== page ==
a little r & r

Last week I visited with you about Pentecost as the birthday of the church when the Holy Spirit descended like Tongues of Fire and a Heavenly Dove (or as a Wild Goose—as Celtic Christianity would have it) upon the grieving disciples. I mentioned how uncomfortable we Protestants and members of a Christian Church (Disciples of Christ) congregation like ours at Shawnee Community Christian Church are with delving into spirituality related to Pentecost..

I said we’re good with talking about and with God, our Creator and First Person of the Trinity, and about and with Jesus, the Son of God and Second Person of the Trinity, but not so comfortable talking about and with the Holy Spirit, the Third Person of the Trinity.

This week I want to lift up the importance of understanding the church as primarily a spirit-filled community rather than just another organization or formal institution in our society, because spirituality infuses all of life, not just our individual pursuit of wholeness.

More times than I can count I have heard people both inside and outside the church refer to churches as just a part of “organized religion.” They do not mean this as a compliment.

My first response is to retort, playfully, “Then you’d feel right at home in my church. We’re very disorganized.” I’m lucky if this elicits even a slightly upturned smile.

My second response is to chalk their anti-church comment up to the anti-institutional regard in which all institutions in American society (and elsewhere) are held these days. Schools, infrastructure, government, science, marriage and family are all hurting. It should come as no surprise that churches have also felt this anti-organizational, anti-institutional pinch.

The thing is: from scripture’s point of view, the church is first and foremost a spiritual body, and only then an organization. The Greek word for church, ecclesia, means quite literally, “the quality (ia) of being called (cles) out (ec/ek). The apostle Paul reinforces this spiritual understanding of the meaning of church when he speaks of it as “The Body of Christ.” Paul’s terminology is organic in nature, not mechanical, not formal, not organizational, not institutional at all! It is dynamic, intuitive, though not irrational.

The development of the church as an institution would not begin to develop until some 60 years after Paul wrote his letters to the various Mediterranean congregations. Talk of bishops, elders, deacons, and so on would not unfold until the turn of the second century C.E. with the later pastoral epistles of 1 & 2 Peter and Jude. Yet even then churches were first understood as spiritual bodies, not formal organizations with buildings, budgets & by-laws. So, when the Greek New Testament refers to churches as ekklesia, from which we get our word ecclesiastical, it’s referring to church as a verb, as an active, moving, dynamic movement for proclaiming God’s will in the world in the Name of Jesus Christ.

Trouble is: All of us, including us clergy, have given in to the seductive influence of economic, political, medical, psychological and athletic narratives for defining our lives and our world, we only see church as just another organization competing for our time, talent and treasure. We do not interpret the church biblically and theologically, but only organizationally and pragmatically. At worst, we demand of the church what we demand of all institutions listed above: “What have you done for me lately?” We live and often practice a very commercial, market-oriented understanding of what the church is supposed to be and to do.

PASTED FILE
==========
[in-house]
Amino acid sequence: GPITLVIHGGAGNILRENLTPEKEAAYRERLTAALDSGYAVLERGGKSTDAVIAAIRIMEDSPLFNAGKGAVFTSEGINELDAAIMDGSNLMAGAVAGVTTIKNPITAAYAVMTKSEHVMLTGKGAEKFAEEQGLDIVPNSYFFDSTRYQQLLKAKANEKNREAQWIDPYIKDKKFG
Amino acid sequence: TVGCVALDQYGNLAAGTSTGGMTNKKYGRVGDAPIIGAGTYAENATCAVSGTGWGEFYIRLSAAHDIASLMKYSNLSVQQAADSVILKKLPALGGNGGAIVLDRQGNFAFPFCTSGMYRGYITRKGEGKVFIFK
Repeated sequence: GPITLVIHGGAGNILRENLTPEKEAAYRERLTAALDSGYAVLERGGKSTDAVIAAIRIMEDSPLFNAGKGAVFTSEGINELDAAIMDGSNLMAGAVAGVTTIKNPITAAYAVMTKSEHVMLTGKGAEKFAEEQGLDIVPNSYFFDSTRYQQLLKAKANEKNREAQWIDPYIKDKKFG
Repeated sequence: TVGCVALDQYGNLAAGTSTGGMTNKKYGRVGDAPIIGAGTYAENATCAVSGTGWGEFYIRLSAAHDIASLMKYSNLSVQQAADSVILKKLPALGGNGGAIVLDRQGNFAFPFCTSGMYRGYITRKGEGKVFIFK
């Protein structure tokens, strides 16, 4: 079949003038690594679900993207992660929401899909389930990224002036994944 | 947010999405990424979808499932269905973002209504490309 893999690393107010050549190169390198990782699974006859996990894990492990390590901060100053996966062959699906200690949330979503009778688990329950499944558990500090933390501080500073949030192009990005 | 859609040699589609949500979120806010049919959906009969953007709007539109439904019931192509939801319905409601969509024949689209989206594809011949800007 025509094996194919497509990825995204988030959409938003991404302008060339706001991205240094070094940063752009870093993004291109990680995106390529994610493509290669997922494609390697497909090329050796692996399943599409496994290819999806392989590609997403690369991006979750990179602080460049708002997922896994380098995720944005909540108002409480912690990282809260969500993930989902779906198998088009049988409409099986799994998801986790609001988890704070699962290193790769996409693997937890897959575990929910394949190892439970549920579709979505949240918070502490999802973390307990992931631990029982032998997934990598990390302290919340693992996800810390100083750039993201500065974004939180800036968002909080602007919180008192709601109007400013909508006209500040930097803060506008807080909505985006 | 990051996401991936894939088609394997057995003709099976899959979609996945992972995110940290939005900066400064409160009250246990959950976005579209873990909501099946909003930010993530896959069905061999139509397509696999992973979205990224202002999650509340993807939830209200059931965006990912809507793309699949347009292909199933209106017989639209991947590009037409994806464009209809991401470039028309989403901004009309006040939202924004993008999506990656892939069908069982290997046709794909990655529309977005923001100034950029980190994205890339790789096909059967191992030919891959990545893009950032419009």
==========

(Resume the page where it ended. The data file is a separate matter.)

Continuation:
The Spirit of Pentecost, like Tongues of Fire and a Wild Goose or a Heavenly Dove, is counter-cultural to this more highly secularized, materialistic way of defining church. Pentecost asks and keeps asking the question whether the Spirit of Christ burns within our hearts? The Spirit that came to the disciples and those who had gathered from near and far says,

In the last days, God says,
I will pour out my Spirit on all people.
Your sons and daughters will prophesy.
Your young will see visions.
Your elders will dream dreams.
Even upon my servants, men and women,
I will pour out my Spirit in those days,
and they will prophesy.

This is a Spirit, as Acts 2 continues, which has the power to alter the cosmos and to birth a new heaven and a new earth. It is a Spirit that disregards age, gender, class, or any other human distinction in order to alter fundamentally the way we experience and understand our world.

No longer will believers settle on safety-assuring traditions (“We’ve always done it this way”) or unconsciously assumed ways of thinking (“But I always thought”). The Holy Spirit is a wild thing that engenders new creation in us, in the church, and in the world. It does not simmer. It bubbles up and boils over, sometimes even making a mess of things we’d prefer to remain tidy.

Well, next time you catch yourself or someone else saying, “I don’t believe in church. I don’t believe in organized religion,” I hope you’ll understand they (we) have mistaken the word church, “ecclesia,” as a noun, not a verb.

And when those precious, few moments occur when we feel something burning inside our mind and heart (in the 1st century they were the same thing), calling us to become more than we ever thought we could be, we need ro tell God “Thank you!” It means we’ve caught the breath of the fiery wind of the Holy Spirit. More importantly, it means the Spirit of God has caught us. It means we too may now find ourselves seeing visions and dreaming dreams of the new world God yearns for through this magnificent, living Body of Christ, the church.

May it be so, Lord! And may it be so sooner than later!